Shopee’s approach to gamified shopping
Sea’s gaming division, Garena, which is active in 130 markets, is the developer of the blockbuster mobile game Free Fire. The battle royale game has racked up 1 billion downloads on the Google Play app store for Android. According to Sea, Free Fire was the highest-grossing mobile title in Southeast Asia, Latin America and India during its second quarter.
Kendrick Wong, CEO and co-founder of Omnilytics, a Singapore-based fashion analytics and insights software, believes there is an overlap between Sea’s gaming and e-commerce divisions. “The intersection between Shopee and Garena is largely culture, resulting out of parent company Sea’s origins in gaming,” Wong said.
Alongside its winnable coupons, Shopee also lets sellers “boost” products to the top of its search rankings, runs flash sales, and offers customers sweepstakes and promotions, and prizes for new users (like free bubble tea).
These perks are reminiscent of the glut of micro-transactions and daily log-in bonuses in free mobile games, according to Wong.
Shopee now has its sights set on more territories. Last Thursday, Sea Ltd announced that it would raise about $6.2 billion in new shares and note offerings to help fund its global expansion.
All three of its rumored target regions have high levels of mobile internet users and growing online shopping and gaming markets. Whatsmore, Garena’s Free Fire is already a hit in these countries.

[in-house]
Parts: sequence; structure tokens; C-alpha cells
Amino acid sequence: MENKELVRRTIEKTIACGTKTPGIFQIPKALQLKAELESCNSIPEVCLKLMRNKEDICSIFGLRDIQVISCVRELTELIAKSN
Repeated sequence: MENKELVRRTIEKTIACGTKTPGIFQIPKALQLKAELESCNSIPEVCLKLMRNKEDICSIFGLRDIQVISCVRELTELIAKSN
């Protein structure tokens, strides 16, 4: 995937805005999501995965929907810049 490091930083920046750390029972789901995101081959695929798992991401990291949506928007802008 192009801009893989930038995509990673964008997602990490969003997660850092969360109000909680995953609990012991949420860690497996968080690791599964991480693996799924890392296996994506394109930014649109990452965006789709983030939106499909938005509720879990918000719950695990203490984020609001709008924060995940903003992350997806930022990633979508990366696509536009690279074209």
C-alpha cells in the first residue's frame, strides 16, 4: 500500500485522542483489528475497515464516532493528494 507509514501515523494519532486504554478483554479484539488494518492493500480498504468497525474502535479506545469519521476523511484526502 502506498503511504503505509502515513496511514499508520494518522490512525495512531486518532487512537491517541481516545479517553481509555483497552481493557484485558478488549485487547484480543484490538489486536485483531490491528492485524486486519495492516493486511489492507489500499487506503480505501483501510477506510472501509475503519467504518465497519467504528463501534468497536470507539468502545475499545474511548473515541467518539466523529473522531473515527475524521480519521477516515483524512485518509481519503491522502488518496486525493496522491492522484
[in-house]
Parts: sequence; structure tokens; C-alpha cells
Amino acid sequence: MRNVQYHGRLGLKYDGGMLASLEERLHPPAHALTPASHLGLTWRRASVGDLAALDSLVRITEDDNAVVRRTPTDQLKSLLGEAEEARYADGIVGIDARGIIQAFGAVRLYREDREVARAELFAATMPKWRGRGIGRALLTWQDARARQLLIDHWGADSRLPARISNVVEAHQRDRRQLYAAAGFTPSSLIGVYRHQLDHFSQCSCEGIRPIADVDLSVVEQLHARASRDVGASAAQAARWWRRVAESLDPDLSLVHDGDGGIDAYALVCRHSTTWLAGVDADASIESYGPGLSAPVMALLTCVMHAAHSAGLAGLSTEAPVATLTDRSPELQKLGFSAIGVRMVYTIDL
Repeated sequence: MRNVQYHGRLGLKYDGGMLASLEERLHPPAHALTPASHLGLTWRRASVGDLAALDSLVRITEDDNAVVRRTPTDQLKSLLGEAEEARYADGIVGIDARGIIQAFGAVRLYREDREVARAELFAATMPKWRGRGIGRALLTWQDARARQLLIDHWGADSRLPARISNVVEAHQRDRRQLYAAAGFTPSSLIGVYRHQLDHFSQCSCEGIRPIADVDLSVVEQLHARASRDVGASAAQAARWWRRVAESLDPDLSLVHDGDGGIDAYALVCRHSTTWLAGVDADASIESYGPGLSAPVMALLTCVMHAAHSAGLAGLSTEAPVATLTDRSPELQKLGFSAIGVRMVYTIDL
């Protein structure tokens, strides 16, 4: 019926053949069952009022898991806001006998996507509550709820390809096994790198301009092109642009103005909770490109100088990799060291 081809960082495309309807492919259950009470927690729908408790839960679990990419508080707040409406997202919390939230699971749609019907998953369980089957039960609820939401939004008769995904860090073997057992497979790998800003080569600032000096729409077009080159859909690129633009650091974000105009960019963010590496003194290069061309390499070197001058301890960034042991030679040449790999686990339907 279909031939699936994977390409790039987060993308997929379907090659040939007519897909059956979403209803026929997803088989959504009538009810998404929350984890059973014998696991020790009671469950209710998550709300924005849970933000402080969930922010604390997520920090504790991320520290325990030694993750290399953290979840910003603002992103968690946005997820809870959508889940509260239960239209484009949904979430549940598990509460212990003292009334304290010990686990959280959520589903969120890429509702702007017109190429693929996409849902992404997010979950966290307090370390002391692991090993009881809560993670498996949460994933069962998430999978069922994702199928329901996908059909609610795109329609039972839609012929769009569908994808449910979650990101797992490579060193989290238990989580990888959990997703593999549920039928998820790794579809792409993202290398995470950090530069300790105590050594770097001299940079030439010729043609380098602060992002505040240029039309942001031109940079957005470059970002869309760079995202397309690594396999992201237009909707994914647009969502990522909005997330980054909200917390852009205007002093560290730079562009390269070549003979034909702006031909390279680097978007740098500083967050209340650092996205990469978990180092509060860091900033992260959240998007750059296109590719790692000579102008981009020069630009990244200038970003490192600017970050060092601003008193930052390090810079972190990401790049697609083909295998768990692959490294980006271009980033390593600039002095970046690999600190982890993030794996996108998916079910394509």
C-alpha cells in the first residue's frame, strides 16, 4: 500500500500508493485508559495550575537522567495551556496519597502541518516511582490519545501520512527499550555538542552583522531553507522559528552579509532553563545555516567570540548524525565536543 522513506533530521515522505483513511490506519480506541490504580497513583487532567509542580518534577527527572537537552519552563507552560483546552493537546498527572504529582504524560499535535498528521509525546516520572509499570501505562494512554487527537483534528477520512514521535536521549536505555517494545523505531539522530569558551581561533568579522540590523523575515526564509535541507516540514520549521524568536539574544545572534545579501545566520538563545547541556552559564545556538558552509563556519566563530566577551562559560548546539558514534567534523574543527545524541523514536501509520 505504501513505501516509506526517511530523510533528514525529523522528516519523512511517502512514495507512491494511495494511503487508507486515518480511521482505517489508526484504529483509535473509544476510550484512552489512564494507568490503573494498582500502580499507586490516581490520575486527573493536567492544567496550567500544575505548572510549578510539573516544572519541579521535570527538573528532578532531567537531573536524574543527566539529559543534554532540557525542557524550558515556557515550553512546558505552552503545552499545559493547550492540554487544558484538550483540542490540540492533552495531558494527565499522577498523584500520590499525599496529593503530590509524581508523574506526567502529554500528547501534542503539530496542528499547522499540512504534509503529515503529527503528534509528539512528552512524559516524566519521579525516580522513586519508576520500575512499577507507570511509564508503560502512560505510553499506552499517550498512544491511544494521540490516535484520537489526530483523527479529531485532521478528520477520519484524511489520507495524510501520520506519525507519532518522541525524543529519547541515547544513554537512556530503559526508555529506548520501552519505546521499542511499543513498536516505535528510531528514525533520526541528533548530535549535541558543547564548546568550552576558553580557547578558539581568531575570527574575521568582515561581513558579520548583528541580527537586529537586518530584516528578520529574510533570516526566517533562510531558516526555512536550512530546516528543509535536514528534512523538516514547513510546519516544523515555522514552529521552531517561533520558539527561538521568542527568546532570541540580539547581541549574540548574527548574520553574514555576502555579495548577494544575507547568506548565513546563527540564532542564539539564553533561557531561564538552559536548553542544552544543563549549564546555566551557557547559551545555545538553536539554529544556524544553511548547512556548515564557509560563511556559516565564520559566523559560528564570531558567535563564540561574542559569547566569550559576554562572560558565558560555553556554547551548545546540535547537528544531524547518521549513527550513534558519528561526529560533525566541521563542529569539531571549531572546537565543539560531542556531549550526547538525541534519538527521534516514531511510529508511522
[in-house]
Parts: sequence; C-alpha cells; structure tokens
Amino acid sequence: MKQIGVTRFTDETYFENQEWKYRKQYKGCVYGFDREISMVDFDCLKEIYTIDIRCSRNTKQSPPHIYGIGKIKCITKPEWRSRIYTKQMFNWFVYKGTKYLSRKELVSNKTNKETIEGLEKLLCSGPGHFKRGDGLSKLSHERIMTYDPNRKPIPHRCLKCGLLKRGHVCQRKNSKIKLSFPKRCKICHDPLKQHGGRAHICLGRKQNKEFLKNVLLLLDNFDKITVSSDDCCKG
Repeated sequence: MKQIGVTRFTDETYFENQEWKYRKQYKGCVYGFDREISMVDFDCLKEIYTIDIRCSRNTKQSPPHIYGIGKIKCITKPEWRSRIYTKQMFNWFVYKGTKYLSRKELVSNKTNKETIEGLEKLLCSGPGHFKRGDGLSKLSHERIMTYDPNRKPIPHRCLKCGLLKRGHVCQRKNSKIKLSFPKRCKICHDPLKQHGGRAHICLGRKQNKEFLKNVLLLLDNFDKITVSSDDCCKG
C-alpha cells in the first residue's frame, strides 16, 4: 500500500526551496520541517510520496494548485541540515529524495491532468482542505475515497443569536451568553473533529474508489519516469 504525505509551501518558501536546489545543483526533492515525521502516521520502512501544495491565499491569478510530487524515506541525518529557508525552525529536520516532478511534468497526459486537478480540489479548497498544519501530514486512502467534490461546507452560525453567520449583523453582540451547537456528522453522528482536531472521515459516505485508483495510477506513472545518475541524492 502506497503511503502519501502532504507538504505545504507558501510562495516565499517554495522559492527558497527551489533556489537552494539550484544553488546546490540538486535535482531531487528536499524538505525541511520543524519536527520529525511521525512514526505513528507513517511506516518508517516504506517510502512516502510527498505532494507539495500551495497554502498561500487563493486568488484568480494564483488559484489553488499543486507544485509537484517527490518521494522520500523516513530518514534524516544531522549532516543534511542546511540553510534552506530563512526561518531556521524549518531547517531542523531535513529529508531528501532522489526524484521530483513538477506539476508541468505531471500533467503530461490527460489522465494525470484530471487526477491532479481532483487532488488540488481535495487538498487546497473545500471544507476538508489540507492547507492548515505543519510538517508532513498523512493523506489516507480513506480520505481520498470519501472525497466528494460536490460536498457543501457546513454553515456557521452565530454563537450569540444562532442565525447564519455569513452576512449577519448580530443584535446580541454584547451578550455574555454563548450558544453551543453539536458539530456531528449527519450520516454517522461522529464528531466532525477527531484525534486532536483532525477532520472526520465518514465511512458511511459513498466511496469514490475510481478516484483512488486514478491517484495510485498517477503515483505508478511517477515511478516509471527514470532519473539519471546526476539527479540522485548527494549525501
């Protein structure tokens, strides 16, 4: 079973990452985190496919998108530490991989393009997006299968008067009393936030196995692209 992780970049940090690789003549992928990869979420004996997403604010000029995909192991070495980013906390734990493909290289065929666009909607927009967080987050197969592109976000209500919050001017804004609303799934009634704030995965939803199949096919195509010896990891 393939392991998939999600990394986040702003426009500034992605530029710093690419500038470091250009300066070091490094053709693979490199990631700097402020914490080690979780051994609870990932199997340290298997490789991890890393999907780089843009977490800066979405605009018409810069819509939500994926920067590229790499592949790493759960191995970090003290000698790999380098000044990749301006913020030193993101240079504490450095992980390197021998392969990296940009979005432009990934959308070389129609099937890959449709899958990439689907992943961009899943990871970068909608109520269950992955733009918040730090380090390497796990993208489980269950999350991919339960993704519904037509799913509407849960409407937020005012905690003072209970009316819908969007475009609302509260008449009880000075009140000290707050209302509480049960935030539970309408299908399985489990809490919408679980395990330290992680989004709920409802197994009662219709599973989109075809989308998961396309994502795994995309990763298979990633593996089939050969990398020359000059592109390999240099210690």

Poland, for instance, has the highest mobile broadband uptake in the European Union. The country boasts 176 mobile subscriptions per 100 people, with 99% 4G coverage, according to the EU’s Digital Economy and Society Index. According to app analysis firm 42matters, Garena’s Free Fire is the sixth-highest ranked mobile game in Poland.
In India, the title has essentially filled the void left by the government’s ban on PUBG, a rival battle royale game. The country has over 782 million internet customers and Indians have 1.2 billion mobile phone subscriptions.
As for Argentina, it has the fastest-growing gaming market in the world, according to a report from Adjust, released in partnership with Facebook. In addition, the country is experiencing a surge in e-commerce usage. In the first half of this year, more than 120 million products were sold online in Argentina via 80.3 million online purchase orders — up 47% from mid 2020, according to the Argentine Chamber of Electronic Commerce. The majority of purchases (54%) were made through mobile devices.
More recently, Shopee has begun shedding the e-commerce policies that helped it usurp the competition. In Brazil, the company began charging sellers a 5% take-rate (commission) in 2020 and bumped that up to 12% this year, with an additional 6% rate for its extra free shipping program. The latter essentially allows buyers to use a set amount of free shipping coupons with a merchant’s products.
Shopee’s strategic shift reflects larger concerns within the company’s operating segments, according to analysts from Itaú BBA, a Brazilian corporate investment bank.
As the Itaú BBA analysts note in a report: “The fact that the company has shifted its commercial policy guidelines toward the competition suggests that…the funding from its parent company is limited; and the amazing growth figures, also driven by very appealing commercial conditions, might start to decelerate in the coming months.”